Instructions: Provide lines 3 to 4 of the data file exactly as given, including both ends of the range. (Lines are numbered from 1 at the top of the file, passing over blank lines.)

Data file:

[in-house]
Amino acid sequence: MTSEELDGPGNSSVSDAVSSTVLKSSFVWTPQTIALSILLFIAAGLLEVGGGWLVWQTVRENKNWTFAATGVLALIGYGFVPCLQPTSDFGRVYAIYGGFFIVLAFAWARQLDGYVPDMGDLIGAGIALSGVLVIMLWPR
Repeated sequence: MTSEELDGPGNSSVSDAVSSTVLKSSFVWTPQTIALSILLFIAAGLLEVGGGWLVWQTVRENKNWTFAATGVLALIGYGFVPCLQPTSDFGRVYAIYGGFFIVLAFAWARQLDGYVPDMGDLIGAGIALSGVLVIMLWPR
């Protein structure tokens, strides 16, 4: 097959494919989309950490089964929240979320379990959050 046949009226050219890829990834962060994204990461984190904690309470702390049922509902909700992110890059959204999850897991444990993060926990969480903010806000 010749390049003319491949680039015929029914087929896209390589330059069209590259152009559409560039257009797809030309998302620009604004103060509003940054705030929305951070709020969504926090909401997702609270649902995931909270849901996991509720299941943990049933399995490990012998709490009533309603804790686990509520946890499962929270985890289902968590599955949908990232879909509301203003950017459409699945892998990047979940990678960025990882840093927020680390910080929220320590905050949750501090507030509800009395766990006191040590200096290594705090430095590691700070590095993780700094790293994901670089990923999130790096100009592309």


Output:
Repeated sequence: MTSEELDGPGNSSVSDAVSSTVLKSSFVWTPQTIALSILLFIAAGLLEVGGGWLVWQTVRENKNWTFAATGVLALIGYGFVPCLQPTSDFGRVYAIYGGFFIVLAFAWARQLDGYVPDMGDLIGAGIALSGVLVIMLWPR
């Protein structure tokens, strides 16, 4: 097959494919989309950490089964929240979320379990959050 046949009226050219890829990834962060994204990461984190904690309470702390049922509902909700992110890059959204999850897991444990993060926990969480903010806000 010749390049003319491949680039015929029914087929896209390589330059069209590259152009559409560039257009797809030309998302620009604004103060509003940054705030929305951070709020969504926090909401997702609270649902995931909270849901996991509720299941943990049933399995490990012998709490009533309603804790686990509520946890499962929270985890289902968590599955949908990232879909509301203003950017459409699945892998990047979940990678960025990882840093927020680390910080929220320590905050949750501090507030509800009395766990006191040590200096290594705090430095590691700070590095993780700094790293994901670089990923999130790096100009592309």